Computer based assessment (CBA) fully represents computer base technology (CBT) and technology based assessment (TBA) and an overview of the historical background of the early 2000s, much has occurred in CBT. CBT seems to have advantages over paper and pencil testing, both for states that run the assessment programs and for the students who participate in them. These advantages are recognized by the U.S. Department of Education, which in one of its major initiatives (Race to the Top Assessment Program), encouraged the development of CBT. There currently is strong interest in CBT and advocates have identified many positive merits of this approach to assessment including: efficient administration, stu­dent preference, self-selection options for students, improved writing performance, built-in accommodations, immediate results, efficient item development, increased authenticity, and the potential to shift focus from assessment to instruction (e.g., Becker, 2006; Salend, 2009; Thompson et al., 2002). CBT also allows new ways of assessing students that move beyond the traditional multiple choice and constructed response items. For example, innovative as­sessments are now being developed that enable students to manipulate data and role play. Yet, as states move forward with CBT they are discovering that it is important to consider not only the positive benefits, but also potential negative unintended consequences. These include, for example, the possibility that additional training will be needed for students with disabilities to interact successfully with computers and the challenges of determining the best way to present some accommodations such as screen readers.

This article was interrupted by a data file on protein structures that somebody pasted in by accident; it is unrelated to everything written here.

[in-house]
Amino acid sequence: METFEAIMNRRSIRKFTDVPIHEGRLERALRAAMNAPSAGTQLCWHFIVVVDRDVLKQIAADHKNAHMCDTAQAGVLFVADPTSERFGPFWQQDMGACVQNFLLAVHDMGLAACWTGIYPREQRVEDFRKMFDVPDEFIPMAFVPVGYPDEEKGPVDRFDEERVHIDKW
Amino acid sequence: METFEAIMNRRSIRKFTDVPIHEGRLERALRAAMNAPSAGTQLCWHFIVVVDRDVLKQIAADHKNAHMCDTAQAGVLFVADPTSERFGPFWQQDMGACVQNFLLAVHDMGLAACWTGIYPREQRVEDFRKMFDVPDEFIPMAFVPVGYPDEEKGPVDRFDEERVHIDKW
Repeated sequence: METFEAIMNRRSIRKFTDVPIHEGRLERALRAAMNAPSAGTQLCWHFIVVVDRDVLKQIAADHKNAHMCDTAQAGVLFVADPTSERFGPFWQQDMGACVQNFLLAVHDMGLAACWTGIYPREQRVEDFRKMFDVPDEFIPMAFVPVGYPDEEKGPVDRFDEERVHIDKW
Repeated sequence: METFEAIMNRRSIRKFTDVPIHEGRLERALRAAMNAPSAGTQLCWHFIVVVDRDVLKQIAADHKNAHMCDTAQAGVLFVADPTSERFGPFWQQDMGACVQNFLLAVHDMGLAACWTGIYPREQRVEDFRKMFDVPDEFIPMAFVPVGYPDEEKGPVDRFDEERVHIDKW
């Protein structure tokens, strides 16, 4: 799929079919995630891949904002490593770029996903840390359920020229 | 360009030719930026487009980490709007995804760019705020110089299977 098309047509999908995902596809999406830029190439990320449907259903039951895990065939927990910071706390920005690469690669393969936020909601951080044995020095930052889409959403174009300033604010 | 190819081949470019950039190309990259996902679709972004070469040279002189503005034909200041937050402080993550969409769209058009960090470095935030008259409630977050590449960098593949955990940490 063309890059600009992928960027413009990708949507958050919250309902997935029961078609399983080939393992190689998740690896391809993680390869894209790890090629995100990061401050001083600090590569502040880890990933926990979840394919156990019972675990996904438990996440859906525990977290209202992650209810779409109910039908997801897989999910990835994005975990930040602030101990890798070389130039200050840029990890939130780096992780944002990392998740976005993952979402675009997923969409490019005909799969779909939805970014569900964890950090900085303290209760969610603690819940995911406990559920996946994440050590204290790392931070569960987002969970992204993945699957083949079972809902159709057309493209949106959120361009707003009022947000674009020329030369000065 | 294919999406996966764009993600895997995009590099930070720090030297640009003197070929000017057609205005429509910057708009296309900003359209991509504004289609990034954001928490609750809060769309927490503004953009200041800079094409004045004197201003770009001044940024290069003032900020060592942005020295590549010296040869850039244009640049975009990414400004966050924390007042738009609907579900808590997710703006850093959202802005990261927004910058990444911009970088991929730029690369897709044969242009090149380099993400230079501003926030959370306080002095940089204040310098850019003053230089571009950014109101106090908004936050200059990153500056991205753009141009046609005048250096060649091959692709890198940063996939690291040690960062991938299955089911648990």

Performance assessments have been an integral part of educational systems in numerous countries however they have not been fully integrated in assessment systems in this country. Research has shown that the format of the assessment affects the type of thinking and reasoning skills that are used by students, with performance assessments being better suited to assessing high level, complex thinking skills. Recent advances in the design and scoring of performance assessments, including computer-based task simulations and automated scoring systems, support their increased use in large-scale assessment programs. There are also promising technical advances that support their use. The educational benefit of using performance assessments has been demonstrated by a number of researchers. When students are given the opportunity to work on meaningful, real world tasks in instruction, students have demonstrated improved performance on performance assessments. Sound educational practice calls for the alignment among curriculum, instruction and assessment, and there is ample evidence to support the use of performance assessments in both instruction and assessment to improve student learning for all students.